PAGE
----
Transgender teen talks about life in school
By Rachel Welte
Thursday, February 18, 2010 at 8:35 p.m.
COLORADO SPRINGS, COLO. -- Alex Roberson is a senior at Wasson High School. He "came out" two years ago, when he was 16, as "trans" or transgender.
He said it was not and has not been easy.
"To me basically it is feeling like I was born in the wrong body, like I was not supposed to be born a girl but rather a boy," Roberson said. "I mean I get treated like an outcast at school. They do not come near me and it is weird in the locker rooms. I do not even change there anymore, and I do not use the bathrooms at school because I need a special pass to use the faculty bathroom."
In an attempt to meet other transgender high school and college students, Roberson started attending meetings at Inside-Out Youth Services.
It is the sole lesbian, gay, bisexual, transgender and questioning youth organization in the El Paso County region.
"We primarily do youth support and discussion groups, and those groups are youth lead and there are adult facilitators that help the youth explore their identity and the LGBT world and issues that come up for them," said, program and volunteer coordinator Jessica Stohlmann.
Stohlmann said around 1/6 of the young people who attend Inside-Out are transgender.
For Roberson that means he has someone he can relate to.
"I can actually be myself more here than anywhere else, and it is comforting to know I am not the only person who is going through it. This place is like my safe haven," Roberson said.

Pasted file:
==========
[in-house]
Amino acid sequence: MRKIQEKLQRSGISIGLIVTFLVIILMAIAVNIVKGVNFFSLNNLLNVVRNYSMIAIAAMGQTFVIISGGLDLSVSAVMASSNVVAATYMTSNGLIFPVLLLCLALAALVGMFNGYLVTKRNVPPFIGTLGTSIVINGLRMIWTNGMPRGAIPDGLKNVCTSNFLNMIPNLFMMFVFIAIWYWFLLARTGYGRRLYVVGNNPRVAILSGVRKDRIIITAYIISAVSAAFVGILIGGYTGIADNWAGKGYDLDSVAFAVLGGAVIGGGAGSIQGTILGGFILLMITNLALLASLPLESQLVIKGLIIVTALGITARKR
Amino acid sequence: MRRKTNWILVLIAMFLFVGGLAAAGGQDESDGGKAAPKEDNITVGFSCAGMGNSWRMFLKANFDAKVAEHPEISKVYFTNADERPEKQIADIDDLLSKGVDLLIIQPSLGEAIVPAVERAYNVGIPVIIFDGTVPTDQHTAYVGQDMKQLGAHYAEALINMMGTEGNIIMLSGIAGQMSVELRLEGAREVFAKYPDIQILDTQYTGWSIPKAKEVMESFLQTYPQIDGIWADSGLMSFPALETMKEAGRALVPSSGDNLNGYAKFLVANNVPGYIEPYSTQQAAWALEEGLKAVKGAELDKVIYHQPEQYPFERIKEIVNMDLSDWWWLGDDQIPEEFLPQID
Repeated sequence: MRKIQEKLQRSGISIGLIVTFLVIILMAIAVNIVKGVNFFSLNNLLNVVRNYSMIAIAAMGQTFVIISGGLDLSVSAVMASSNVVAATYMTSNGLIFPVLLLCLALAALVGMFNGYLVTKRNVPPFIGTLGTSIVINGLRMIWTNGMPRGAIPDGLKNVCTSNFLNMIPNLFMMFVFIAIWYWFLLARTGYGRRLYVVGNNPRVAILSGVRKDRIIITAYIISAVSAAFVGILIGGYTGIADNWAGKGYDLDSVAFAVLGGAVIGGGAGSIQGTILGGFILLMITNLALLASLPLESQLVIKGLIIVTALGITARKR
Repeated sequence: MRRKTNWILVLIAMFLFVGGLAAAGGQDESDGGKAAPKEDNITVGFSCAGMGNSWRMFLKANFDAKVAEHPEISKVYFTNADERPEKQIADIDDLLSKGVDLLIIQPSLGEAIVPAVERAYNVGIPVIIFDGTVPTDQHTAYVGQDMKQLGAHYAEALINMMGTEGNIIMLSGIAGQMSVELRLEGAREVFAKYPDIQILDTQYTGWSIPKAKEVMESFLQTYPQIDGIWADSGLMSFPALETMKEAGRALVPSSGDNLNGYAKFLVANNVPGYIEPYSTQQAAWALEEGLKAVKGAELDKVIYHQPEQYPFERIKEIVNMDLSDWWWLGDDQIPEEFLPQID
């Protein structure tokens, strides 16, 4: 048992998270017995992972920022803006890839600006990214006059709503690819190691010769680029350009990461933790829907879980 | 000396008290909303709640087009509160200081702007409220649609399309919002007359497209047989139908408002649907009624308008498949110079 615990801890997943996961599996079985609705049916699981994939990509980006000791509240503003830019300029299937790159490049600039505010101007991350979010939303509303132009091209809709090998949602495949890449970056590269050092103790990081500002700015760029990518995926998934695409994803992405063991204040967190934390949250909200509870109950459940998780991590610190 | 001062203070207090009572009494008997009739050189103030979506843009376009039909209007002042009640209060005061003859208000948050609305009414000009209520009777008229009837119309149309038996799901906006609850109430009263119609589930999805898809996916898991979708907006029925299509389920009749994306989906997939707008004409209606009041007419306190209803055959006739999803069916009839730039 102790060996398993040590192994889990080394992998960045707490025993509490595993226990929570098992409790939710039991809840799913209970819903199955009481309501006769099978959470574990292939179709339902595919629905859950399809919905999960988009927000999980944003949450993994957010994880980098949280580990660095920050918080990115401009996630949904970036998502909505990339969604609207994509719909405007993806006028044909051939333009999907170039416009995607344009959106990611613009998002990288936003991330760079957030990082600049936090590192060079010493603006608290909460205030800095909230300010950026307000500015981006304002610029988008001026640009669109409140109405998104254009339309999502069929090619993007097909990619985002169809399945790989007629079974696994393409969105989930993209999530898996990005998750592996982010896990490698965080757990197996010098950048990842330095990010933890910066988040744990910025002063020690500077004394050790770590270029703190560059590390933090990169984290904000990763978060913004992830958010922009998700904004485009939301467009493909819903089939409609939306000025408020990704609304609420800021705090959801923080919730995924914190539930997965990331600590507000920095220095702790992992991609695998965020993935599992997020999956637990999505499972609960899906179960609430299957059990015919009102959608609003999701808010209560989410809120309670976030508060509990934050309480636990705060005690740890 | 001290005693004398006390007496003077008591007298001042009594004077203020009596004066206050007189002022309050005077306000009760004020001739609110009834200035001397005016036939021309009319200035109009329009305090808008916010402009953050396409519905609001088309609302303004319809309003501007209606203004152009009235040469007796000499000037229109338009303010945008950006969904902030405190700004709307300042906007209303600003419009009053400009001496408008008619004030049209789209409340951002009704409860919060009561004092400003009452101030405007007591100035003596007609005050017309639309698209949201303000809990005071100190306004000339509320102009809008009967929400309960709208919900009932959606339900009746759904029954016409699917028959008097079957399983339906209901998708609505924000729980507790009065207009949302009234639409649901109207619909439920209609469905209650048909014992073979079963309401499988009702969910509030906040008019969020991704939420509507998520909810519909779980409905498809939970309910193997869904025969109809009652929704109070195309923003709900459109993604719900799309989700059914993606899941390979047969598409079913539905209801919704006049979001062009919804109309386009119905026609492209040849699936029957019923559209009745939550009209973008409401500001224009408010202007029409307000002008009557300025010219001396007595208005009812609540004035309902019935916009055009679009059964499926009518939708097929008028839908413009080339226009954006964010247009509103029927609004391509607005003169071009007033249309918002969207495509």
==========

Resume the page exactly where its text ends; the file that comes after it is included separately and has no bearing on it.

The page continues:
Along with Roberson, other young people in the Pikes Peak region are working to educate the community about the trans lifestyle.
Adison Petti started Trans-Campus at Colorado College in 2007.
"Specifically it is about how to eliminate the barriers to education and social services that trans people are facing, specifically access to higher education, employment and things like that," Petti said.
Petti said one of Trans-Campus' goals is to help shift institutional policy so that organizations, such as college campuses, can be fully inclusive of their trans-students.
"On college campuses and at high schools as well, that centers on things like how can trans students change their legal or their preferred name in their academic records, or how can we make sure they can access what bathroom is appropriate for them, gender neutral bathrooms and gender neutral housing," Petti said.
As for Roberson, he said the GLBT clubs, organizations and outreach groups have been instrumental in his life, helping him accept who he is. He said there is no reason anyone should hide who they are.
"We are people. We are just like everybody else, so there is no reason to be ashamed of who you are," Roberson said.
To learn more about Inside-Out Youth Services click here.
To learn more about the Pride Center click here.
To learn more about the Gay and Lesbian Fund click here.